What is the rationale behind defining operators like \coloneq in mathtools.sty using \AtBeginDocument?


What would break if these commands were defined at the end of mathtools.sty? What are the benefits of this detour?

I just noticed that in the document

$a\defeq b$

\defeq stays undefined because of this and that one has to use



  • Well, at the end of the package is not being safe that another package loaded after mathtools will install its own version of \coloneq then. Putting it in \AtBeginDocument is 'safer', unless other packages loaded after mathtools hooks again into \AtBeginDocument, of course – user31729 Jan 19 '17 at 18:47

Like with any use of \AtBeginDocument, it delays execution until after the preamble. The benefit is that one can assess interactions with other packages that were loaded (before or after).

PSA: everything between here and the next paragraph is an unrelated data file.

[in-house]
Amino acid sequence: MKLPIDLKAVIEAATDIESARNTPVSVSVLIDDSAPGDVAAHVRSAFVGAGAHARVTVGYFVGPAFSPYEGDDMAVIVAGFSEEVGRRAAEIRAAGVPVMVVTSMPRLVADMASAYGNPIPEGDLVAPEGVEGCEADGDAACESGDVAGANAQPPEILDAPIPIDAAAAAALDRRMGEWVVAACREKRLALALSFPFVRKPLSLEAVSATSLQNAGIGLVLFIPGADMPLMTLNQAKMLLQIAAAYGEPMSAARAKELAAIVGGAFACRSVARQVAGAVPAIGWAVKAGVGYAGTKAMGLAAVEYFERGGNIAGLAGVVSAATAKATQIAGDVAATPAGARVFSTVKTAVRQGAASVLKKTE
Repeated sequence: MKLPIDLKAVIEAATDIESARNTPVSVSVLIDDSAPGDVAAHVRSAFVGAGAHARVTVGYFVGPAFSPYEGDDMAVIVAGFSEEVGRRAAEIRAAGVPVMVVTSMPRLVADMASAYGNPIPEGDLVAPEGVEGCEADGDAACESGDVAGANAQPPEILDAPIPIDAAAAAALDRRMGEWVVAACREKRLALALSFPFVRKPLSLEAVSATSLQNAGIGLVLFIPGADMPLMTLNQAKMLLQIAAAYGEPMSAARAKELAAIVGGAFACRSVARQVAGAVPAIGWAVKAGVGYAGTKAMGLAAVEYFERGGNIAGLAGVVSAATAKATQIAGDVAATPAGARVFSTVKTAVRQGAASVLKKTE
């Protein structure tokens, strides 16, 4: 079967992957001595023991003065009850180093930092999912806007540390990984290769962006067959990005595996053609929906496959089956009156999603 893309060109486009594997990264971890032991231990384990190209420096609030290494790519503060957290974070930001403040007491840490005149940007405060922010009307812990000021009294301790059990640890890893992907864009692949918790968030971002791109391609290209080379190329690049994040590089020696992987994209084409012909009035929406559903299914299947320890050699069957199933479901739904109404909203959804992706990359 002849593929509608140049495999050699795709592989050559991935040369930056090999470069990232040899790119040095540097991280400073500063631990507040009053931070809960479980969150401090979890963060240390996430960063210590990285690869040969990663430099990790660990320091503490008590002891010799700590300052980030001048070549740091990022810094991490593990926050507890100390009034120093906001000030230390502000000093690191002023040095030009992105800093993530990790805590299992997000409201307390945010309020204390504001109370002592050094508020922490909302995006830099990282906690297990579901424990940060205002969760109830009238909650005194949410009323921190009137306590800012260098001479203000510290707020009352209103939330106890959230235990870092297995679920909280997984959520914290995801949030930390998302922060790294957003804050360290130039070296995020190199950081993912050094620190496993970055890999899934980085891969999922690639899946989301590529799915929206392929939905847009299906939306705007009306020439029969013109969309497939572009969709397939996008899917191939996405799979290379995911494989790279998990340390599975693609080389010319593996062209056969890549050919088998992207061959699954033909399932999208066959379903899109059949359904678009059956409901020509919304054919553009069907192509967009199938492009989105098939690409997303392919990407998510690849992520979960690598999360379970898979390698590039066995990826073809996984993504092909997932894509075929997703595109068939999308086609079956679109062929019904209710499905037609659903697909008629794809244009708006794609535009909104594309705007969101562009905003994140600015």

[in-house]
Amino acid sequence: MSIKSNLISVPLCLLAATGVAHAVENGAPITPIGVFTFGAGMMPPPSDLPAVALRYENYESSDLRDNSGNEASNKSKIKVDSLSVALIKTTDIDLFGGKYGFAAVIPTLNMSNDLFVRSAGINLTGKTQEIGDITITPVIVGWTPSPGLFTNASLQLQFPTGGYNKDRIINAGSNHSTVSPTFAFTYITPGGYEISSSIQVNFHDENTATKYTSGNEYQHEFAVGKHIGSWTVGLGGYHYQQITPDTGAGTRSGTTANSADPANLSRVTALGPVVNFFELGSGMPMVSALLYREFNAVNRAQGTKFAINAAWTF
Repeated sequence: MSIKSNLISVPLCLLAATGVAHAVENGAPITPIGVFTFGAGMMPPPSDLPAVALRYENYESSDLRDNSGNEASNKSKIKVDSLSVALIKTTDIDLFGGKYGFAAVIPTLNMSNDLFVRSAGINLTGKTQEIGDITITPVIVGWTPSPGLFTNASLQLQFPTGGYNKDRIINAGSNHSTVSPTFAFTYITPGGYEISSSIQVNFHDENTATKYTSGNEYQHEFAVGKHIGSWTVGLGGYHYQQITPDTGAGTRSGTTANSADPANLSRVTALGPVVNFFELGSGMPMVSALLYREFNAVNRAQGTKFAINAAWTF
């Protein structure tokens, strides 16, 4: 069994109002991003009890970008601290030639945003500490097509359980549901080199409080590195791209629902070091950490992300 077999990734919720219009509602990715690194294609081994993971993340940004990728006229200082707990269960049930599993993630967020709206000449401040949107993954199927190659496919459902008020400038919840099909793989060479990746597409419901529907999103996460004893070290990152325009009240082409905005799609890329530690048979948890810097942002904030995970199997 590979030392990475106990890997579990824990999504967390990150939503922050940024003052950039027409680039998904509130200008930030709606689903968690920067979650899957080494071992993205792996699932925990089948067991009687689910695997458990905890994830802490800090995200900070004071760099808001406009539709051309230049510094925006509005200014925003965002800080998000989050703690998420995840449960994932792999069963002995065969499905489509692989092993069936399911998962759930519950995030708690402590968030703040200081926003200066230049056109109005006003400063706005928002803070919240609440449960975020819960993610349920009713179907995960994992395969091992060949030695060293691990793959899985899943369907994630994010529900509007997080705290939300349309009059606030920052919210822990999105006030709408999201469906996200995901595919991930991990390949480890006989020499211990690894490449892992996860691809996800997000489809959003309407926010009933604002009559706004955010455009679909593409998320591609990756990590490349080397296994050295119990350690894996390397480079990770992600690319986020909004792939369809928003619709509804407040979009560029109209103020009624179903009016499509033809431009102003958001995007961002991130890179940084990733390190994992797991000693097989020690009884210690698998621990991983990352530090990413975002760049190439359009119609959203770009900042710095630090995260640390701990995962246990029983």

Using \providecommand ensures that if any other package (for whatever reason) creates some macro called \coloneq, it won't redefine it. However, if it doesn't exist, it will define it.

As a package writer, you don't know what other packages will be loaded with yours, and therefore you attempt to accommodate this with delayed definitions (using \AtBeginDocument), using \defs (to overwrite regardless of existence) or conditioning.

  • Thanks for the explanation. The only difference between \AtBeginDocument{\providecommand} and \providecommand seems to be that the commands can be defined elsewhere using \newcommand. However, the packages pxfonts and txfonts define these commands in a way that also works if the commands already exist. So the effort of mathtools isn't really necessary. – gernot Jan 20 '17 at 0:51

Your Answer

By clicking “Post Your Answer”, you agree to our terms of service, privacy policy and cookie policy

Not the answer you're looking for? Browse other questions tagged or ask your own question.